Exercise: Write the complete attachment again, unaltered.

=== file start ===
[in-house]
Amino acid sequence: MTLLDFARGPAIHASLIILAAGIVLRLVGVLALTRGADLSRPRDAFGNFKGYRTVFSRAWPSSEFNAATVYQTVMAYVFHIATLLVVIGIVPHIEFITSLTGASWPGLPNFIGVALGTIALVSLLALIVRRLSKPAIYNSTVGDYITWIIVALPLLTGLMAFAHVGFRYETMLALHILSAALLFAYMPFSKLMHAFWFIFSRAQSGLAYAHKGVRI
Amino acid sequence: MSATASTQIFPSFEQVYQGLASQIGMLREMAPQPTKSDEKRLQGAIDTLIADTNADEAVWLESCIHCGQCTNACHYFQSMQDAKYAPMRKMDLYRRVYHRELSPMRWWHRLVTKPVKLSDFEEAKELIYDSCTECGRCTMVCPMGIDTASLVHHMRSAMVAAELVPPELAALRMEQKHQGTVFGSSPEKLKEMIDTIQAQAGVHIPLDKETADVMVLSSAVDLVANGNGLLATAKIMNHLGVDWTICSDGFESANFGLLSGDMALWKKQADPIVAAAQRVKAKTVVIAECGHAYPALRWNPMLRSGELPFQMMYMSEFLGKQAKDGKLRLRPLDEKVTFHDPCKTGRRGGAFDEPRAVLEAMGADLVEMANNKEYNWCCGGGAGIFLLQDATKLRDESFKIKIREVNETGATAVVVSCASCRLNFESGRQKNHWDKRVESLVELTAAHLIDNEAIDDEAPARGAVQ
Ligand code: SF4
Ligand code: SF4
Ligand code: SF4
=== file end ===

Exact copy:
[in-house]
Amino acid sequence: MTLLDFARGPAIHASLIILAAGIVLRLVGVLALTRGADLSRPRDAFGNFKGYRTVFSRAWPSSEFNAATVYQTVMAYVFHIATLLVVIGIVPHIEFITSLTGASWPGLPNFIGVALGTIALVSLLALIVRRLSKPAIYNSTVGDYITWIIVALPLLTGLMAFAHVGFRYETMLALHILSAALLFAYMPFSKLMHAFWFIFSRAQSGLAYAHKGVRI
Amino acid sequence: MSATASTQIFPSFEQVYQGLASQIGMLREMAPQPTKSDEKRLQGAIDTLIADTNADEAVWLESCIHCGQCTNACHYFQSMQDAKYAPMRKMDLYRRVYHRELSPMRWWHRLVTKPVKLSDFEEAKELIYDSCTECGRCTMVCPMGIDTASLVHHMRSAMVAAELVPPELAALRMEQKHQGTVFGSSPEKLKEMIDTIQAQAGVHIPLDKETADVMVLSSAVDLVANGNGLLATAKIMNHLGVDWTICSDGFESANFGLLSGDMALWKKQADPIVAAAQRVKAKTVVIAECGHAYPALRWNPMLRSGELPFQMMYMSEFLGKQAKDGKLRLRPLDEKVTFHDPCKTGRRGGAFDEPRAVLEAMGADLVEMANNKEYNWCCGGGAGIFLLQDATKLRDESFKIKIREVNETGATAVVVSCASCRLNFESGRQKNHWDKRVESLVELTAAHLIDNEAIDDEAPARGAVQ
Ligand code: SF4
Ligand code: SF4
Ligand code: SF4